pleted on or before March 1. 1920. does not appear and, in view of 
paragraph. 17 of the MO-4 Agreement, seems to be immaterial. The 
essential fact is that this vessel sailed on March 4, 1920. Under the 
first two paragraphs of the MO-3 Agreement this vessel is clearly 
subject to the MO-3 Agreement except for the mutual parol under¬ 
standing that the vovages on which vessels were en route on March 
first would be completed and accounted for under M-2 and 0-2 
Agreements. Whether this vessel should have been accounted for 
under the M-2 and 0-2 Agreements or under the MO-3 Agreement 
may have been a debatable question at any time between the signing 
of the MO-3 Agreement and the signing of the MO-4 Agreement, 
but upon the execution of the MO-4 Agreement on February 

118 10. 1921. such question concerning the status of this vessel 
was settled by the clause in the 17th paragraph of the MO-4 

Agreement, the vessel being one that sailed subsequent to March 1, 
1920. 


It may be contended that by a literal construction of this para¬ 
graph 17 of the MO-4 Agreement the MO-3 Agreement was abso¬ 
lutely abrogated and canceled, the MO-4 was substituted to cover all 
transactions since March 1. 1920. except with respect to all vessels 
which sailed subsequent to March 1, 1920, and returned prior to 
February 10, 1921, and that these must be excluded from both MO-3 
and MOMt Agreements. In support of such contention it would be 
pointed out that there is no express stipulation contained in the para¬ 
graph which made such vessels subject to the MO-3 Agreement. Un¬ 
der such construction, the S. S. “West Lashaway” (as well as other 
vessels), would be exempt from both MO-3 and MO-4 and would 
therefore have to be accounted for, if at all, under the M-2 and 0>-2 
Agreements. 


U. S. SHIPPING BOARD VS. AETNA CASUALTY AND SURETY CO. g9 

Negotiations were commenced some time prior to the first of De¬ 
cember 1920 for the execution of the MO-4 Agreement to i|eplace the 
MO-3 Agreement. The files contain correspondence clearly showing 
the reluctance of Sigsbee, Humphrey & Co. to sign the MO-4 Agree¬ 
ment, especially on account of its retroactive feature. It appears that 
they offered, about the first of December, to execute the MO-4 Agree¬ 
ment with the proviso that they should be entitled to all ithe profits 
which had been earned under and in accordance with the terms of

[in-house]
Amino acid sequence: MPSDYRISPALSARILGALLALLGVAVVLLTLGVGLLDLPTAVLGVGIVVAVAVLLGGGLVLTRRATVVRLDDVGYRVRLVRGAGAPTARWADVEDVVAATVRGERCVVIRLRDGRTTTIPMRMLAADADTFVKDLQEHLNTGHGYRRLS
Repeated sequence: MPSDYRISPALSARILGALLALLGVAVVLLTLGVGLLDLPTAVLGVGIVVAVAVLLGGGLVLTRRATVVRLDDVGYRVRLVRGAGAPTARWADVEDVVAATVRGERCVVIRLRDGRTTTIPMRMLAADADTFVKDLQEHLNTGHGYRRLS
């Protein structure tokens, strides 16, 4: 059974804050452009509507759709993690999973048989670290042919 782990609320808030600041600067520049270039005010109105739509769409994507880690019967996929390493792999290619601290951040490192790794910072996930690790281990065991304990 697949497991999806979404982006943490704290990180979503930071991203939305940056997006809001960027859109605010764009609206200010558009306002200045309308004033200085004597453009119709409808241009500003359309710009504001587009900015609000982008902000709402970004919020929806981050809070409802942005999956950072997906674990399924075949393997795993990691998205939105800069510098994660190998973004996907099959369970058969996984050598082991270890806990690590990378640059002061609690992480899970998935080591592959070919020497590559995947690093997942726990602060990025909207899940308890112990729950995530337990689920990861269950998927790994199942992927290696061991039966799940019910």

the MO-3 Agreement with respect to vessels which sailed Subsequent 
to March 1, 1920. They refused to relinquish their claims to profits 
earned under the MO-3 Agreement while it was in forced On Jan¬ 
uary 31, a comparative statement of fees and commissions in favor 
of Sigsbee, Humphrey & Co. on vessels that sailed subsequent to 
March 1, 1920. with respect to the terms of each form of agreement 
(MO-3 and MO-4), was submitted as follows: 

Fees&comib. 
under MO-3 


4,674.03 
11,107. $5 
29,690.91 
58,312.35 
4S, 572.18 
40,494.93 
47,960.57 
11.918-48 
22,578.88 
11,438.27 

$296,828.45 

■ ■■ I 

I 

This subject had the attention of the District Comptroller of New 
York, the Deputy-General Comptroller in Washington, the Assistant 
Director of Operations, Commissioner Teal, Commissioner Goff, 
the General Counsel, and the Board. 

The correspondence bearing upon the intention and understanding 
of the parties in this connection during January and about February 
1, 1921, clearly shows that both parties were considering the differ¬ 
ence in profits under the MO-3 and under the MO-4 Agreement, 
respectively, which would accrue to Sigsbee, Humphrey & Company, 
Inc., on vessels which sailed subsequent to March 1, llfeO, the differ¬ 
ence amounting to approximately $200,000 in favor of Sigsbee, 
Humphrey & Co. under the MO-3 Agreement. The records of the 
Board show that the proposition was clearly presented to it, and they 
deferred' action several times. Finally on February if, 1921, the 
Board, by a formal resolution, authorized the execution of the MO-4 
Agreement with the exception clause contained in paragraph IT. 

The proviso in the 17th paragraph of the MO-4 Agreement was 
intended to include and to fix the contractual status under the MO-3 
Agreement of all vessels that sailed subsequent to March 1, 1920, and 
returned prior to February 10, 1921, so that the accounting with re¬ 
spect to such vessels would be in accordance with the terms and pro¬ 
visions of the MO-3 Agreement. It seems to have been the clear! 

intention of the parties by the use of the words “sailed sub- 
120 sequent to March 1, 1920”, to exclude the voyage^ of all ves¬ 
sels which had sailed prior to that time and to include under 


119 Vessel 


Conshohocken.. 

Jadden. 

Eastern Dawn_. 
West Lashaway 

West Zeda. 

West Segovia... 

Cabegon. 

Cabegon. 

Salaam. 

West Lasbaway 

Total. 


Fees & comm, 
under MO-4 
retroactive to 
March 1,1920 


4,131.25 
4,180.63 
14,813.02 
19,086.62 
21,194.07 
17,776.09 
18,078.24 
4,228.60 
18,010.41 
4,982.37 

$126,481.30 





















g£ U. S. SHIPPING BOARD VS. AETNA CASUALTY AND SURETY CO. 


ever, though there is no contention concerning this arrangement) 
that all voyages and business with respect to ships which were 
en route on March 1. 1020, would be accounted for and settle- 
117 ments made under the previous M-2 and 0-2 Agreements on 
the return of tlie vessel to United States port, and thereupon 
the vessel would, unless redelivered to the Board, become subject to 
the MO-3 Agreement. 


In the Mo4 Agreement with Sigsbee. Humphrey & Company,